The idea that colors affect our emotions has been around for years. You may have heard that fast food restaurants use red in their branding because it stimulates appetite, or that police departments paint holding cells pink to calm prisoners down. The actual research on color and emotion is fairly mixed, and many of these effects of direct color exposure are only temporary. But we do each have associations with specific colors based on our life experiences and cultural norms, and these associations can impact the way colors make us feel. Keep these guidelines in mind as you select colors for your home, so you don’t create an environment that brings everybody down.
1. Warm colors are stimulating – Research has shown that exposure to the color red increases heart rate, and its neighbors on the warm end of the spectrum - orange and yellow - are also associated with alertness and activity. Use these colors in spaces where you want to feel energized and encourage conversation. Some negative feelings like agitation and even anger can be associated with warm colors, however, so use lighter shades of them on the walls or sprinkle them throughout the space as an accent.
2. Cool colors are soothing – Blue is associated with calmness and tranquility, which makes it perfect for rooms where relaxation is important. But the color blue is kind of like alcohol: a little calms you down but a lot can make you depressed. Darker shades of blue can actually make you feel blue, so use them in small doses or mix them in with warmer shades for a balanced color scheme.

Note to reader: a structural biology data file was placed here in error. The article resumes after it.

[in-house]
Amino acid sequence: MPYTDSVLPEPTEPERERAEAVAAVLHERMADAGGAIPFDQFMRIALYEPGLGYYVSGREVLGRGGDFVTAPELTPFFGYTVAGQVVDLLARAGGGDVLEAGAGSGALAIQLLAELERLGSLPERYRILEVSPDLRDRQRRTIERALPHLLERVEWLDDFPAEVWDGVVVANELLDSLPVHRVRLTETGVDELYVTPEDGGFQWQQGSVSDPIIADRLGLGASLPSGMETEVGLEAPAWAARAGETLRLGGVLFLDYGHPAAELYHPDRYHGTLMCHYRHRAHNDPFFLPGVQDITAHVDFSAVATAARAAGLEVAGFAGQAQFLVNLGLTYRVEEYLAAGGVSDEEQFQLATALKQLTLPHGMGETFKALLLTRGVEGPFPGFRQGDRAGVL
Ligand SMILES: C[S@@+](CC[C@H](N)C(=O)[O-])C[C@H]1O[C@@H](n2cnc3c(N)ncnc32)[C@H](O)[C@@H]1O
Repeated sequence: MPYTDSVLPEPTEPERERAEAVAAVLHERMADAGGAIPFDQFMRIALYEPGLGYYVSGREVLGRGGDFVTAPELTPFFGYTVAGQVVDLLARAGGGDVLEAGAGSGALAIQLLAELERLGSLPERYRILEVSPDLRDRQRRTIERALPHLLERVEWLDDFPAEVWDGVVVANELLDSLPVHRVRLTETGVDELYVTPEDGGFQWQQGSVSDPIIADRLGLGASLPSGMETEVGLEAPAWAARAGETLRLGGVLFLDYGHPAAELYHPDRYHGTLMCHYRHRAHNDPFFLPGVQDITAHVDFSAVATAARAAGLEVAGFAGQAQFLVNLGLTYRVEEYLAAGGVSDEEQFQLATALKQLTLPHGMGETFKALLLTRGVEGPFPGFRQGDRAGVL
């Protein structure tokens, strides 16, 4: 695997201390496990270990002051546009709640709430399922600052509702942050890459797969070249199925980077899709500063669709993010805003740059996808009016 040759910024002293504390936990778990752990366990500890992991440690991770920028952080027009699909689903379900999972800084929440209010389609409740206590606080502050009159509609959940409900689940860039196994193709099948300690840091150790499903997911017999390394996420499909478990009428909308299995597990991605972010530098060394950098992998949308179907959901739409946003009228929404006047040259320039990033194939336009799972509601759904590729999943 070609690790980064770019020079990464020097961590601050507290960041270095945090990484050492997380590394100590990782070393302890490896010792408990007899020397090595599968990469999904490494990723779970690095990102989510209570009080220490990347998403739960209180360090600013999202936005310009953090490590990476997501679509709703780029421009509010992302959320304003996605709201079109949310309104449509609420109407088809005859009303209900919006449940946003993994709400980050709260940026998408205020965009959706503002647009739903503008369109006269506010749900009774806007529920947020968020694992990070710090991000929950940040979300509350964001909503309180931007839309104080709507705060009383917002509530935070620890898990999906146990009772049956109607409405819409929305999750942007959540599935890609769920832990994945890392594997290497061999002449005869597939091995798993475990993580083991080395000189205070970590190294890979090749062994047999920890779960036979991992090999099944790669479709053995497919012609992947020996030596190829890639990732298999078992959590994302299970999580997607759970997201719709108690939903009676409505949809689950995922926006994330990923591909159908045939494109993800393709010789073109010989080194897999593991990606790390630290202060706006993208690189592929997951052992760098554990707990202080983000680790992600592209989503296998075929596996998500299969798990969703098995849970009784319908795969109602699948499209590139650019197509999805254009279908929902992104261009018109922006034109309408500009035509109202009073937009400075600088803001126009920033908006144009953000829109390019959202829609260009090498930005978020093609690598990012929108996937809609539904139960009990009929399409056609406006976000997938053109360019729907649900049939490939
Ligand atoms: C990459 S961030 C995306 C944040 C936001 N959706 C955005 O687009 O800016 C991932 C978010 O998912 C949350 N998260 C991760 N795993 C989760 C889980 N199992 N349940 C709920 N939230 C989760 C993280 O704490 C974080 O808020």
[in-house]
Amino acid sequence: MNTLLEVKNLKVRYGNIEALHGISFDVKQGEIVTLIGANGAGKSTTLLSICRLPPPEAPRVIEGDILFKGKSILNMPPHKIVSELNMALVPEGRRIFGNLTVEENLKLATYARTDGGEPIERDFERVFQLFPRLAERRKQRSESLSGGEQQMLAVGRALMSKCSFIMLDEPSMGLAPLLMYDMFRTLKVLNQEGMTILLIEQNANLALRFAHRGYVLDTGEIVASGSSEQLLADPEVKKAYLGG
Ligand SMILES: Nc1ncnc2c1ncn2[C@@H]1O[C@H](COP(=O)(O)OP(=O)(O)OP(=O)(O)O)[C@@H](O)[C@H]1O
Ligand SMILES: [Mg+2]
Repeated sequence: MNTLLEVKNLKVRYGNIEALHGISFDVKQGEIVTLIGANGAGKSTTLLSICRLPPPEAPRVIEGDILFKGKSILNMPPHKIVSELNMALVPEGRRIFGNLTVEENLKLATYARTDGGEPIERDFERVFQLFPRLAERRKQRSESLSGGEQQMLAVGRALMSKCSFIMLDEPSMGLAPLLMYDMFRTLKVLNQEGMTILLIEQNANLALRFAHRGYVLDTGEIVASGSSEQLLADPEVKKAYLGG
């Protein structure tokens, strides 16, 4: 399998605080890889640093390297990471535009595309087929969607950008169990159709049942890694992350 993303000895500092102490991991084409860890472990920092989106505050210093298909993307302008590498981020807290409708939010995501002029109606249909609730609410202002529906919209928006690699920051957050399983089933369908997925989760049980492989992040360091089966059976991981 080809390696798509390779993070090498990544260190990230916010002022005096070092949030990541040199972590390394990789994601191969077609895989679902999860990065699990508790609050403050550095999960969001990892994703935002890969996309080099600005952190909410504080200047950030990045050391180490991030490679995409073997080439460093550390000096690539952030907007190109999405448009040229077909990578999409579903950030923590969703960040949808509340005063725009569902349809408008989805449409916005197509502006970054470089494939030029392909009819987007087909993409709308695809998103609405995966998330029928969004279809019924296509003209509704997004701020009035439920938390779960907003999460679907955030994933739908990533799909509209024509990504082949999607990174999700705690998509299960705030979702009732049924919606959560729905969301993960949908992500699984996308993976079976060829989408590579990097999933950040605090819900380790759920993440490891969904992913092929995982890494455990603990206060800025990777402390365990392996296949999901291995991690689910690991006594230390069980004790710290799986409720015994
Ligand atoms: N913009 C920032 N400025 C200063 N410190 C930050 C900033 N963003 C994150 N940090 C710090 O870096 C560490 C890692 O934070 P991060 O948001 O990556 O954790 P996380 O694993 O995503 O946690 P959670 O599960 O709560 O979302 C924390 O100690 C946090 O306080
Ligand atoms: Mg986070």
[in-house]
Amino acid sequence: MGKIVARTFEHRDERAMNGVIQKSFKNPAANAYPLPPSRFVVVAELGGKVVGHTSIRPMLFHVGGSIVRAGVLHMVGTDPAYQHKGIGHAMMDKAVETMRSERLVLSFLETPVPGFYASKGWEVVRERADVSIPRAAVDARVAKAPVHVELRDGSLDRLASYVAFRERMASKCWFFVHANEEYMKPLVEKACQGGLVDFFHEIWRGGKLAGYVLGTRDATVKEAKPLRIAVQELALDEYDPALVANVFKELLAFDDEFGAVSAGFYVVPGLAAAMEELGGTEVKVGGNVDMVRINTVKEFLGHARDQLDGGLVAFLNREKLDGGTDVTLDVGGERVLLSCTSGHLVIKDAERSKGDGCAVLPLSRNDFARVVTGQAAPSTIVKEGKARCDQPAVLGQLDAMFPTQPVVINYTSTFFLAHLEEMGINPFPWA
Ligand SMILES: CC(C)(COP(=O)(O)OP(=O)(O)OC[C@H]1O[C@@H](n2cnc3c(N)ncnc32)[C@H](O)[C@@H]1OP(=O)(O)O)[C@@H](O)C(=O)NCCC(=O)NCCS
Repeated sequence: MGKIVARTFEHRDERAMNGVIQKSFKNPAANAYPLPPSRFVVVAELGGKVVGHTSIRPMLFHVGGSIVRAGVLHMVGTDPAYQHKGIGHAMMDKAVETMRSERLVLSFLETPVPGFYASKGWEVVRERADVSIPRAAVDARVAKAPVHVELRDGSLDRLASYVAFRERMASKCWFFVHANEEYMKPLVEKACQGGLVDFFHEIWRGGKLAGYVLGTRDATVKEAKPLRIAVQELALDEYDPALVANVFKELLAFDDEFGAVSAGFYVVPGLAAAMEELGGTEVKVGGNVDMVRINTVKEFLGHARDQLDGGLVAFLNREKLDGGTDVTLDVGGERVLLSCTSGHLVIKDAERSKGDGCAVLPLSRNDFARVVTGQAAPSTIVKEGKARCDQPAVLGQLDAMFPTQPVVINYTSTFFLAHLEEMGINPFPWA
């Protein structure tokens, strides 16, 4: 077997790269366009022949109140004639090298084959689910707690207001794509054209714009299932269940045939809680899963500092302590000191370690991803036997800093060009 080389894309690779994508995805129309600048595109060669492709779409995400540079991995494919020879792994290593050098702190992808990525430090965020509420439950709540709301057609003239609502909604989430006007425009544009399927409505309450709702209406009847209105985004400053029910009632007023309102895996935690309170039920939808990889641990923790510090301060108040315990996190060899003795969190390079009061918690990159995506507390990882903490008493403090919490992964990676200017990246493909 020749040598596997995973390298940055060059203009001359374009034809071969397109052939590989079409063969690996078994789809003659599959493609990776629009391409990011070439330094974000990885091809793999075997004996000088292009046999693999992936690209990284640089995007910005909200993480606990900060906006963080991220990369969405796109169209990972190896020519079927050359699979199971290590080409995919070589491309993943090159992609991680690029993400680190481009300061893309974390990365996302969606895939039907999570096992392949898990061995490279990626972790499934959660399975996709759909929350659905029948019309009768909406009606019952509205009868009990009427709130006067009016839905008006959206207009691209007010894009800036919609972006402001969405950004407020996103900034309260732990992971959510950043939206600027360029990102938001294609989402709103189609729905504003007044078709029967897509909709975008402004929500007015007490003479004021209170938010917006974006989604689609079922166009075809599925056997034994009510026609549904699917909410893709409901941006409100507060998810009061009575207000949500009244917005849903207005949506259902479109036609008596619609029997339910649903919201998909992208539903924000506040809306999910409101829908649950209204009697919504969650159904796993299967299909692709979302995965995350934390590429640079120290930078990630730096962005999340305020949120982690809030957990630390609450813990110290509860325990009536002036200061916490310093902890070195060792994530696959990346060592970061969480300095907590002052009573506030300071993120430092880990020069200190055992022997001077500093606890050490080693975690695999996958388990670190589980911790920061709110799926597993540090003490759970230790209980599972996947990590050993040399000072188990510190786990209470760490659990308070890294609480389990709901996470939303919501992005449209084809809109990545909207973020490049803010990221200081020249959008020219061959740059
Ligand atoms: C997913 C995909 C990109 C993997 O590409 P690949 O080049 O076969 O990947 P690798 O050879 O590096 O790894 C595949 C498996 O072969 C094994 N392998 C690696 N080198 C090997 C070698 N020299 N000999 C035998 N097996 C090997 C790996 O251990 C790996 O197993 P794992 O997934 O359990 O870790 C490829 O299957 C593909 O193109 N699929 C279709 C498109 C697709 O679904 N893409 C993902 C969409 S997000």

The other cool shades in the spectrum – green and purple – are also identified as calming colors but without the iciness of blue. Green can be a relaxing choice because of its associations with nature, and it is also thought to be the easiest for our eyes to perceive. Purple has the same calming properties as blue but with the addition of a little warmth, which makes it a pleasant color for interiors.
3. The right colors might help sell your house – If you are putting your house on the market you can use the associations we have with certain colors to appeal to buyers. A recent study conducted by Zillow analyzed room colors of homes that sold around the country, and found some interesting results. Homes with rooms painted in blues and cool neutrals sold for more than expected, and having these shades on the exterior had profitable correlations as well (read all the details here). This may be because a blue is the most often reported favorite color by Americans, so it makes people feel good to see used it in a home. It could also be that blues and neutrals are popular colors for decorating right now, so homes painted in these shades have an updated appearance.
The bottom line is that color preferences are very personal, so you should surround yourself with ones that make you feel good. Keep in mind that other people may have different associations with certain shades, so try to come to a consensus with the people who share your space. If you can’t commit to your favorite colors on the wall, you can still get a mood boost by using them in smaller doses on furniture, artwork, and accessories. And if you are selling your home, it’s probably wisest to go with shades that appeal to the majority of buyers.
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